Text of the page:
CUTTING NEED FOR TRADITIONAL ENERGY IN HALF
“Using the revolving-loan program with design-build was an ideal way to disperse the funds because we had so much experience with the bidding language, contracts, and getting contractors and cities together to move things forward quickly,” says Patricia Arp, Green Program revolving-loan coordinator for the Massachusetts Department of Environmental Protection. (See timeline sidebar.)
Some pilot projects experienced difficulties with utility interconnections and unexpected shading concerns, but for the most part construction went smoothly.
Because the design-build team was juggling new technology and new funding requirements, the state set aside 5% of the project budget — $141,400 — for contingencies like change orders. This foresight paid off.
For example, a means for communication between the solar array and the plant's SCADA system was not included in the original design, since the system was designed to monitor just the treatment processes. Yet as the project neared completion, the team determined it would be useful to connect the solar components to the system so that operators could monitor the whole system remotely.
They tapped into unused funds from project contingencies to cover the $46,000 cost of those connections.
Currently, stimulus-funded loans are at work on 34 contracts that are expected to lower the state's energy consumption by 25 million kWh/year. That translates to 18,000 fewer tons of carbon dioxide annually.
“If not for the stimulus, this project would've been three to five years down the road,” Melanson says.
— Allan (email@example.com) is a principal in the Westford, Mass., office of Stantec and helped the Chelmsford (Mass.) Water District manage the design and construction of the solar farm project.
Four steps to a successful grant or loan application.
Think outside the box. Chelmsford Water District Environmental Compliance Manager Todd Melanson and his colleagues doubted state authorities would consider preliminary plans for a solar photovoltaic installation as “shovel-ready.”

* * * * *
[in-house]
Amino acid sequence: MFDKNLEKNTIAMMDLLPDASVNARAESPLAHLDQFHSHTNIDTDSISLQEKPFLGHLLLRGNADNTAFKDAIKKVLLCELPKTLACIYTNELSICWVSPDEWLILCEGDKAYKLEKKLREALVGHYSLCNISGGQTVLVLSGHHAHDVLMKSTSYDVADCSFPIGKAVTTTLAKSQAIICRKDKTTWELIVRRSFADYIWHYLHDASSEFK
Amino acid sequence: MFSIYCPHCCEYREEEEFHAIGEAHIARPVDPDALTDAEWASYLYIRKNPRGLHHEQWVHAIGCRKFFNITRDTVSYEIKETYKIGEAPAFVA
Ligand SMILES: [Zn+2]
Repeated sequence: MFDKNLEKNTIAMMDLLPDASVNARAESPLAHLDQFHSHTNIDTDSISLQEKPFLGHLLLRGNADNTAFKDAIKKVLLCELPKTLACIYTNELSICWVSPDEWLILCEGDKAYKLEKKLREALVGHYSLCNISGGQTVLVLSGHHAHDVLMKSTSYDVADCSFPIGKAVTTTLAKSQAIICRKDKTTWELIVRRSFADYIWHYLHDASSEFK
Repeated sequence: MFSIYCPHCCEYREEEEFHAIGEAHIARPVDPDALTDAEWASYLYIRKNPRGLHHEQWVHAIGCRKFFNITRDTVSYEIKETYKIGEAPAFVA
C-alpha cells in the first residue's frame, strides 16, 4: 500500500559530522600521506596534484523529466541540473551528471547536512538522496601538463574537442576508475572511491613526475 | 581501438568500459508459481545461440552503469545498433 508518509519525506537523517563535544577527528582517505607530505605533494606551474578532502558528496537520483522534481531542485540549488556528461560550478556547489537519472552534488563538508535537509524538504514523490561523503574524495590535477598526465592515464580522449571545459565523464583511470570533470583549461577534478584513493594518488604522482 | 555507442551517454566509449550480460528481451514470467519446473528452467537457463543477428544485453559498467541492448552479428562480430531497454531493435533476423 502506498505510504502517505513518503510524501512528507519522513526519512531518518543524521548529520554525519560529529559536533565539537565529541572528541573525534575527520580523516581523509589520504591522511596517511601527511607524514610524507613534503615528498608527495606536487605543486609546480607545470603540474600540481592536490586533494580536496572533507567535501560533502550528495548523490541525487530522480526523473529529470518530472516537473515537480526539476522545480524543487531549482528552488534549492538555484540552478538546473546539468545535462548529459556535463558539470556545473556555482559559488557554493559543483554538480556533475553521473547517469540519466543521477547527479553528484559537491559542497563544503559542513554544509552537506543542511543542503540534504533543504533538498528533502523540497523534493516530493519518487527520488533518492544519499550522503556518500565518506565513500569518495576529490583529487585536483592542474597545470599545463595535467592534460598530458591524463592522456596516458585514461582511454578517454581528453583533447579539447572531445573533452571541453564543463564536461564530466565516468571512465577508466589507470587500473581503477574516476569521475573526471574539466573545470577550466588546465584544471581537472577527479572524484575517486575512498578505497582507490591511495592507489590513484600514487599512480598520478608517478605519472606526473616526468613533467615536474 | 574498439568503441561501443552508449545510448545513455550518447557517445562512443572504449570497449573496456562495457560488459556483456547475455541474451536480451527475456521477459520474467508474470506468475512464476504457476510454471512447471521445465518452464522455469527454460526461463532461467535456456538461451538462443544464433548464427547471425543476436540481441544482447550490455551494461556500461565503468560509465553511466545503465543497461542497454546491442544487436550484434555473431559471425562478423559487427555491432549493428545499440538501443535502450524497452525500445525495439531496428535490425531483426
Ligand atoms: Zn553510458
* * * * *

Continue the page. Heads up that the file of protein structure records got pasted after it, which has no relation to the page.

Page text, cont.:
Thinking fast, they turned to a local engineering school for a student to study the project's viability and potential economic benefits. They used the resulting report as a planning document to show how the installation could help lower public-sector energy consumption.
Be proactive. Managers gave themselves a crash course in building, energy, and environmental compliance trends to identify the technologies best suited for their application and funding-program requirements.
By having planning documents prepared and organized, they were able to meet the application deadline for a stimulus-funded revolving loan.
Develop partnerships. Managers cultivated relationships with state environmental protection and energy resources department employees, met with local legislators, and attended educational initiatives sponsored by academia and utilities.
“The way we went about this and used our resources, we were able to create a functioning cycle of how to get something like this project done,” Melanson says.
Foreknowledge is forewarned. Explore all the possible contingencies of alternative technology. Have an electrical engineer review plans for utility interconnection. If there's another renewable energy system nearby it may affect your potential installaion. Determine what impact studies, upgrades, or other requirements you'll need to complete for project approval.